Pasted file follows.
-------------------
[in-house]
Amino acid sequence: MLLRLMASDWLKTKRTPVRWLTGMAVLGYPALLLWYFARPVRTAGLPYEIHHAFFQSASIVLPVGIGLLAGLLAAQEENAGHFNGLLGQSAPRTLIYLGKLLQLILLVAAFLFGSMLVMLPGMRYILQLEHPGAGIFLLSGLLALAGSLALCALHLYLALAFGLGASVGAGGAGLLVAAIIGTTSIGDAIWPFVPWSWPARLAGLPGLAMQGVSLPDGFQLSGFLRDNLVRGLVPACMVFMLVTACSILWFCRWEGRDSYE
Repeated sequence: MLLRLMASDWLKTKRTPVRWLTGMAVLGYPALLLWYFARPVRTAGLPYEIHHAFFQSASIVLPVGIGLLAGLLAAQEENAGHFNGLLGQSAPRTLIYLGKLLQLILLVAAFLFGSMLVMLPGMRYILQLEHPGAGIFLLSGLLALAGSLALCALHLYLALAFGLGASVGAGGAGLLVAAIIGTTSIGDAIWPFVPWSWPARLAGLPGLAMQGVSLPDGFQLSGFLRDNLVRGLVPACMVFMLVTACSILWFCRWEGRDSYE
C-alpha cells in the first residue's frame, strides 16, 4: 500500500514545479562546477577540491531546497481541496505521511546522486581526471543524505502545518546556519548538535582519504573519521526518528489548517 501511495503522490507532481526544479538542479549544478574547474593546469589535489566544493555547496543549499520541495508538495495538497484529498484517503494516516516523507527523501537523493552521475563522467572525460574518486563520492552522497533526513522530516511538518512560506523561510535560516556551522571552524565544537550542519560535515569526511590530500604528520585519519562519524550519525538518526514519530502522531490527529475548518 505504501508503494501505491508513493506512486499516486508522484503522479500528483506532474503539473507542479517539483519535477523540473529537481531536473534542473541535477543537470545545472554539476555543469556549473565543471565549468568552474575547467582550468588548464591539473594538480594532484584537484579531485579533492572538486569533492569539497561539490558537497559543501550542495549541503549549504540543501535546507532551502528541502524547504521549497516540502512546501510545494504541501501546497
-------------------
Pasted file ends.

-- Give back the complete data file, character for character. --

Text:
[in-house]
Amino acid sequence: MLLRLMASDWLKTKRTPVRWLTGMAVLGYPALLLWYFARPVRTAGLPYEIHHAFFQSASIVLPVGIGLLAGLLAAQEENAGHFNGLLGQSAPRTLIYLGKLLQLILLVAAFLFGSMLVMLPGMRYILQLEHPGAGIFLLSGLLALAGSLALCALHLYLALAFGLGASVGAGGAGLLVAAIIGTTSIGDAIWPFVPWSWPARLAGLPGLAMQGVSLPDGFQLSGFLRDNLVRGLVPACMVFMLVTACSILWFCRWEGRDSYE
Repeated sequence: MLLRLMASDWLKTKRTPVRWLTGMAVLGYPALLLWYFARPVRTAGLPYEIHHAFFQSASIVLPVGIGLLAGLLAAQEENAGHFNGLLGQSAPRTLIYLGKLLQLILLVAAFLFGSMLVMLPGMRYILQLEHPGAGIFLLSGLLALAGSLALCALHLYLALAFGLGASVGAGGAGLLVAAIIGTTSIGDAIWPFVPWSWPARLAGLPGLAMQGVSLPDGFQLSGFLRDNLVRGLVPACMVFMLVTACSILWFCRWEGRDSYE
C-alpha cells in the first residue's frame, strides 16, 4: 500500500514545479562546477577540491531546497481541496505521511546522486581526471543524505502545518546556519548538535582519504573519521526518528489548517 501511495503522490507532481526544479538542479549544478574547474593546469589535489566544493555547496543549499520541495508538495495538497484529498484517503494516516516523507527523501537523493552521475563522467572525460574518486563520492552522497533526513522530516511538518512560506523561510535560516556551522571552524565544537550542519560535515569526511590530500604528520585519519562519524550519525538518526514519530502522531490527529475548518 505504501508503494501505491508513493506512486499516486508522484503522479500528483506532474503539473507542479517539483519535477523540473529537481531536473534542473541535477543537470545545472554539476555543469556549473565543471565549468568552474575547467582550468588548464591539473594538480594532484584537484579531485579533492572538486569533492569539497561539490558537497559543501550542495549541503549549504540543501535546507532551502528541502524547504521549497516540502512546501510545494504541501501546497